There will be over a billion 5G connections by 2023, according to IDC’s first ever forecast for worldwide subscriptions.
Commercial 5G networks are already live in the UK, US, Europe and Asia, with more set to come online in 2020. It is predicted that subscription levels will reach 10 million before the end of 2019 before expanding significantly over the coming years.
IDC believes there will be an annual growth rate of 217.2 per cent in the lead up to 2023, at which point 5G will account for 8.9 per cent of all mobile device connections.
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The drivers behind this growth are unsurprising. IDC believes increasing data demand from consumers, the growth of the Internet of Things, and faster speeds will all create demand for next generation networks.
However analysts warn that mobile operators must do more than just build infrastructure. They say providers must develop applications that harness the power of 5G and collaborate with developers and the wider tech ecosystem.
“While there is a lot to be excited about with 5G, and there are impressive early success stories to fuel that enthusiasm, the road to realizing the full potential of 5G beyond enhanced mobile broadband is a longer-term endeavour, with a great deal of work yet to be done on standards, regulations, and spectrum allocations,” said Jason Leigh, research manager for Mobility at IDC.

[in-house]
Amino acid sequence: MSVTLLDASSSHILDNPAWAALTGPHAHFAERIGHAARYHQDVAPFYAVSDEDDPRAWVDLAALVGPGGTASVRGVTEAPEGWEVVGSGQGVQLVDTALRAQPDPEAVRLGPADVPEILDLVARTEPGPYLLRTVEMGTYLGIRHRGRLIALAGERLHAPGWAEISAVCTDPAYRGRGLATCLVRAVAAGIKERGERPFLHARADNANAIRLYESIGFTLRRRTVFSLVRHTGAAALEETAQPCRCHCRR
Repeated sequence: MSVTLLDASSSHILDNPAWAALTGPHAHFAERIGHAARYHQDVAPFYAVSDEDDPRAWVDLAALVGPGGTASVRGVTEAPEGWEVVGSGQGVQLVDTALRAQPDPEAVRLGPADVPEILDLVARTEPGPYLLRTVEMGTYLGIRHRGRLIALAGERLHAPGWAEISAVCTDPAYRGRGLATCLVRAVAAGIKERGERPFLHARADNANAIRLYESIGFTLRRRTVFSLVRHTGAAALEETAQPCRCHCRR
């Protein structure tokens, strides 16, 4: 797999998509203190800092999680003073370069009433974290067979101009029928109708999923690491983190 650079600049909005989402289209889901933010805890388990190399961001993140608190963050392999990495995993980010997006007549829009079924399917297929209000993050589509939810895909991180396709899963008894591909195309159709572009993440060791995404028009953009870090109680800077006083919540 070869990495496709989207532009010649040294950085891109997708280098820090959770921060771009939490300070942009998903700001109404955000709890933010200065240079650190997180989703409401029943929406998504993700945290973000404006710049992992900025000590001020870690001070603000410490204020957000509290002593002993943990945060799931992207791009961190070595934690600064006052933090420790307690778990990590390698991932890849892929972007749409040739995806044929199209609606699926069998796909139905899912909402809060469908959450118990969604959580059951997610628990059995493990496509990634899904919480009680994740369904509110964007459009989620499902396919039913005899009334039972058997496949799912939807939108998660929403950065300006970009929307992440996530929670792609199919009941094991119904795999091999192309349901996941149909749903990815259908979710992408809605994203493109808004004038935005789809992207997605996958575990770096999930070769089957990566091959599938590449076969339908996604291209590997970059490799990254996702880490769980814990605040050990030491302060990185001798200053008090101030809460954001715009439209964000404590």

“Despite the fact that many of the more futuristic use cases involving 5G remain three to five years from commercial scale, mobile subscribers will be drawn to 5G for video streaming, mobile gaming, and AR/VR applications in the near term.”
Separate research from IDC suggests 5G networks will enable the smartphone market to return to growth. Analysts believe shipments will increase by 1.5 per cent to 1.4 billion this year, with 5G smartphones totalling 190 million. This would represent 14 per cent of all shipments, significantly more than the 1.3 per cent share recorded for the first year of 4G shipments in 2010.
After several years of massive growth during the early part of the decade, sales have slowed in recent years due to a number of factors. Market saturation, higher prices, and a perceived lack of innovation have led to consumers holding onto their handsets for longer.
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